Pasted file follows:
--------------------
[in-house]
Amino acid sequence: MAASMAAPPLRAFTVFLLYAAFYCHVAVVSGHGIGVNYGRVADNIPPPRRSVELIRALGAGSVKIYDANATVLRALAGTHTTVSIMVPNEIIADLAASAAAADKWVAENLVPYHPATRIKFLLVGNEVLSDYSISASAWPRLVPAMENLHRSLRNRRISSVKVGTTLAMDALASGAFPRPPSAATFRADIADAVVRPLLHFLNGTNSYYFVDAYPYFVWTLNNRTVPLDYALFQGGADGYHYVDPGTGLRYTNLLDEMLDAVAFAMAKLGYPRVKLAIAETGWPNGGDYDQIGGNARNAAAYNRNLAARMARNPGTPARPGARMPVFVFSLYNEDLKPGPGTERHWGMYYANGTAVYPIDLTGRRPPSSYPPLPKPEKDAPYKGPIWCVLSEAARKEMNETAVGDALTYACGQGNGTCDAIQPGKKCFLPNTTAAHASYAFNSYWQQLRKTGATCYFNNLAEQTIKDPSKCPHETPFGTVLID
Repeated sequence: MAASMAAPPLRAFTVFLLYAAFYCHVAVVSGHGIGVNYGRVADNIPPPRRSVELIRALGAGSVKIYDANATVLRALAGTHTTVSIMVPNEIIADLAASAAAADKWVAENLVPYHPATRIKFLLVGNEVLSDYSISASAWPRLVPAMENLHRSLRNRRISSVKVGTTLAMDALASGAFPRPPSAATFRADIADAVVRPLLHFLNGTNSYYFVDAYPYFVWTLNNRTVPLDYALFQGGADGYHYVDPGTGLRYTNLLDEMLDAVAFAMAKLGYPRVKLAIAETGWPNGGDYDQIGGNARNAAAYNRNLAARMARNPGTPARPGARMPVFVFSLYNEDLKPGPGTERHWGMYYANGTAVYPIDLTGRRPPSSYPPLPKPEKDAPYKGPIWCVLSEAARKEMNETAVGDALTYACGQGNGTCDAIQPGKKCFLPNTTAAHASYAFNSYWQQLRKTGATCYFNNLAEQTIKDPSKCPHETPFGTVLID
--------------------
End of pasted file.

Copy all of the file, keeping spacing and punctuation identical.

[in-house]
Amino acid sequence: MAASMAAPPLRAFTVFLLYAAFYCHVAVVSGHGIGVNYGRVADNIPPPRRSVELIRALGAGSVKIYDANATVLRALAGTHTTVSIMVPNEIIADLAASAAAADKWVAENLVPYHPATRIKFLLVGNEVLSDYSISASAWPRLVPAMENLHRSLRNRRISSVKVGTTLAMDALASGAFPRPPSAATFRADIADAVVRPLLHFLNGTNSYYFVDAYPYFVWTLNNRTVPLDYALFQGGADGYHYVDPGTGLRYTNLLDEMLDAVAFAMAKLGYPRVKLAIAETGWPNGGDYDQIGGNARNAAAYNRNLAARMARNPGTPARPGARMPVFVFSLYNEDLKPGPGTERHWGMYYANGTAVYPIDLTGRRPPSSYPPLPKPEKDAPYKGPIWCVLSEAARKEMNETAVGDALTYACGQGNGTCDAIQPGKKCFLPNTTAAHASYAFNSYWQQLRKTGATCYFNNLAEQTIKDPSKCPHETPFGTVLID
Repeated sequence: MAASMAAPPLRAFTVFLLYAAFYCHVAVVSGHGIGVNYGRVADNIPPPRRSVELIRALGAGSVKIYDANATVLRALAGTHTTVSIMVPNEIIADLAASAAAADKWVAENLVPYHPATRIKFLLVGNEVLSDYSISASAWPRLVPAMENLHRSLRNRRISSVKVGTTLAMDALASGAFPRPPSAATFRADIADAVVRPLLHFLNGTNSYYFVDAYPYFVWTLNNRTVPLDYALFQGGADGYHYVDPGTGLRYTNLLDEMLDAVAFAMAKLGYPRVKLAIAETGWPNGGDYDQIGGNARNAAAYNRNLAARMARNPGTPARPGARMPVFVFSLYNEDLKPGPGTERHWGMYYANGTAVYPIDLTGRRPPSSYPPLPKPEKDAPYKGPIWCVLSEAARKEMNETAVGDALTYACGQGNGTCDAIQPGKKCFLPNTTAAHASYAFNSYWQQLRKTGATCYFNNLAEQTIKDPSKCPHETPFGTVLID